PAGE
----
Dated 1943, this a cross reference of U.S. Military terminology to British terms. Would the meaning have changed from 1939 to 1943?

It is 217 pages. See page 113

http://www.digitalhistoryarchive.com/uploads/2/5/4/1/25411694/british_military_terminology.pdf

Edited by Av8fan

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I am trying to determine the true correct code for LF IXc serial MJ532. The production list gives it as UF-P but the Xtradecal sheet X48-1223 gives it as UF-G. The histories for the two codes are quite different. Also, the decal sheet shows a note for MJ 532 as follows

Stbd side - Apply decals 29 BEFORE applying 28

WHY ? Decals 29 are fin flashes whilst decals 28 are the wing underside roundels. Cant see the relevance of the note - the flashes and roundels are some distance apart..

Any thoughts will be greatly appreciated.

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I am trying to determine the true correct code for LF IXc serial MJ532. The production list gives it as UF-P but the Xtradecal sheet X48-1223 gives it as UF-G. The histories for the two codes are quite different. Also, the decal sheet shows a note for MJ 532 as follows

Stbd side - Apply decals 29 BEFORE applying 28

WHY ? Decals 29 are fin flashes whilst decals 28 are the wing underside roundels. Cant see the relevance of the note - the flashes and roundels are some distance apart..

Any thoughts will be greatly appreciated.

Can't help with the decal instructions, however MJ532 was indeed UF-G. Haven't seen the decal sheet, but I'd expect the depiction of this subject is based on a well known picture showing this aircraft taking off with MJ250 from Fano airfield in Italy. The picture is well known mainly because MJ250 is in an unusual natural metal finish. The picture is in Osprey's "Spitfire Aces of North Africa and Italy"

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I'm having great difficulty finding examples of the LF IXc with clipped wings for which 1/48 decals are readily available. So far I have found only one example, UF-G MJ532 - Xtradecal sheet X48-123. However, the veracity of MJ532 having a clipped wing is questionable. Other than "the" photo of MJ532 taking off with MJ250 is there any further information which would clarify this issue.

OH! And could any one identify other suitable subjects ?

John

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I apologise for this being off topic but I'm about to enter the world of photo etch, via the Eduard ProfiPACK kits, and would appreciate any advice on the necessary tools and tips on the techniques involved.

John

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Please, ask a question like that on its own thread!

bob

Edited by gingerbob

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Chaps,

Another Spitfire question: What size ID codes did Spitfires generally wear in NW Europe post 1942? I'm aware there were many differences on individual Spitfires, but I'm talking a generic "standard" Spitfire in DG / OG / MSG scheme in 1944. I thought these were 20" height in Sky (18" looks too small; 24" too large). Is this correct?

Also, does any decal company do a generic code sheet in this size? Looking at the Big H website, I can't see any . . .

Thanks in advance.

regards,

Martin

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Spitfire Squadrons were given a special dispensation to use 20" codes, while other aircraft were expected to retain 24". The reason was the lack of vertical area between the top of the wingroot fairing and the bottom of the canopy (when open.) Some Squadrons did, others didn't, and it really needs a photo to be absolutely certain.

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Chaps,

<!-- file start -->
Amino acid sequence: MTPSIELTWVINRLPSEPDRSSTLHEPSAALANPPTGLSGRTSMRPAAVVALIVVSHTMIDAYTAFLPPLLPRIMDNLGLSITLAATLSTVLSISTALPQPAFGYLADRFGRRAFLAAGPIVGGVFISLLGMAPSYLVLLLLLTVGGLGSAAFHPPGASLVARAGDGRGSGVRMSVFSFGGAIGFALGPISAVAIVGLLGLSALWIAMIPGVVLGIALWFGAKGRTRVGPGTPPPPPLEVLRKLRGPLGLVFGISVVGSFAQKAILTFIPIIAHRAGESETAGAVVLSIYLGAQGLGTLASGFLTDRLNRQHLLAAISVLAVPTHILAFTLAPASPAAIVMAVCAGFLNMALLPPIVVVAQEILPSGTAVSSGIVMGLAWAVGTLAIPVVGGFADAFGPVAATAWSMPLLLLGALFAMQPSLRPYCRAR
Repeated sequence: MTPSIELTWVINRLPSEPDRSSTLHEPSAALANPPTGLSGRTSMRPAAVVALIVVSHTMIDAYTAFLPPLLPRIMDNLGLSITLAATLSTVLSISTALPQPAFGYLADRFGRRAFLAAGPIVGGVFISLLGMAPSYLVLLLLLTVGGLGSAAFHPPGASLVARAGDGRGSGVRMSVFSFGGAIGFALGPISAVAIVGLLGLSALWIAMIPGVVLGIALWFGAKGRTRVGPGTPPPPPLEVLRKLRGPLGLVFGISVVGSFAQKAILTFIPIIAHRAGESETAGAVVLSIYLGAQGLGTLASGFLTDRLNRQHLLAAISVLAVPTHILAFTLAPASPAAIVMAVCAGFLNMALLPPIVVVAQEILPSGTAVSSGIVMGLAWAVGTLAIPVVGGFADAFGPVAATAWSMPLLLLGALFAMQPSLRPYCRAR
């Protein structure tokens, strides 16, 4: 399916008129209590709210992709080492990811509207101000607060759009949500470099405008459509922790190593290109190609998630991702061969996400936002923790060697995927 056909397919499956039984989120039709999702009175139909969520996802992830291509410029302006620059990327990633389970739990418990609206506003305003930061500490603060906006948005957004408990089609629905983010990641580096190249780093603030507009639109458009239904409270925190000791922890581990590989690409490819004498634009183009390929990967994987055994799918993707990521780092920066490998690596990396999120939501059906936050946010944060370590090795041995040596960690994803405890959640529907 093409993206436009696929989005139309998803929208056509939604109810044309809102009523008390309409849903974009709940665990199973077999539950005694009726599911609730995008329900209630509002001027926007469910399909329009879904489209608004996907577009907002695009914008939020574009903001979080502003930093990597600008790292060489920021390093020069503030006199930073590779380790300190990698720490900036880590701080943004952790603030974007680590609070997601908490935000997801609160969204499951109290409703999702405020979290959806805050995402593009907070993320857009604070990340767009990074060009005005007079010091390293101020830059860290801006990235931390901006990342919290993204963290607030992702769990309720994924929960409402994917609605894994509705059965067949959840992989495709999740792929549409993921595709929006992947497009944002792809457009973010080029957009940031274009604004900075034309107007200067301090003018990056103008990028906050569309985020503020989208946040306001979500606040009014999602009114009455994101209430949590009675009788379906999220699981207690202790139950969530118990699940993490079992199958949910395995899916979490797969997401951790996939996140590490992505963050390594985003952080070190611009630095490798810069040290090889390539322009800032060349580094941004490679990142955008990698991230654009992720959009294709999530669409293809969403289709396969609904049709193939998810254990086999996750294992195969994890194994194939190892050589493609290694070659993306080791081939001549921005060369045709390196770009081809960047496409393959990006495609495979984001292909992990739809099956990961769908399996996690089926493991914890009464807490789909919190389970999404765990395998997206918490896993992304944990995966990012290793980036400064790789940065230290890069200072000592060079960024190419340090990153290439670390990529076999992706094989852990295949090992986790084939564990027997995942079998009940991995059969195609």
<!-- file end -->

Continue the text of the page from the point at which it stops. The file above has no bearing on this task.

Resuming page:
Another Spitfire question: What size ID codes did Spitfires generally wear in NW Europe post 1942? I'm aware there were many differences on individual Spitfires, but I'm talking a generic "standard" Spitfire in DG / OG / MSG scheme in 1944. I thought these were 20" height in Sky (18" looks too small; 24" too large). Is this correct?

Also, does any decal company do a generic code sheet in this size? Looking at the Big H website, I can't see any . . .

Thanks in advance.

regards,

Martin

Really it would be good to have both 20" and 24" size letters and numbers ! Both sizes were used (actually some units seem to have used 18" codes too, particularly at the end of the war) and there's another thing to consider: generic letters may be accurate but often the kits are not ! Therefore it can be necessary to use codes of an inaccurate size to recreate the correct proportions on an inaccurate kit. An example is the too short and skinny rear fuselage of the 1/72 Hasegawa Spitfire IX, where correctly sized codes would look too big.

Unfortunately I don't know of any source for 20" letters in sky

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OK, thanks for that. If I can't cobble together 20" from my decal bank, I may use 24" as I have no photo reference.

regards,

Martin

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OK, thanks for that. If I can't cobble together 20" from my decal bank, I may use 24" as I have no photo reference.

regards,

Martin

You could also do (or have someone do for you) "artwork" of the codes you need and have custom masks cut. Miracle Masks is a gentleman named Mal Mayfield, who lives in GB. His masks are very well reviewed. There's contact info at his website if you're interested:

http://www.freewebs.com/miraclemasks/

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Ok, new to aircraft modeling so if this has been discussed sorry, I am building the revell mk2a spitfire and using eduards photoetch, so here is my stupid questions, does the mk2 have the lever at the left of the seat, I think it works the radiator, also would it have the height and airspeed computor On the starboard side, next on the ip next to the compass what control is there, as eduard show nothing after replacing with photoetch, now the question that will prove I know nothing about aircraft, whats that coke ring pull thing by the seat? Any help would be realy appreciated, thank you.

Edited by Tanis-UK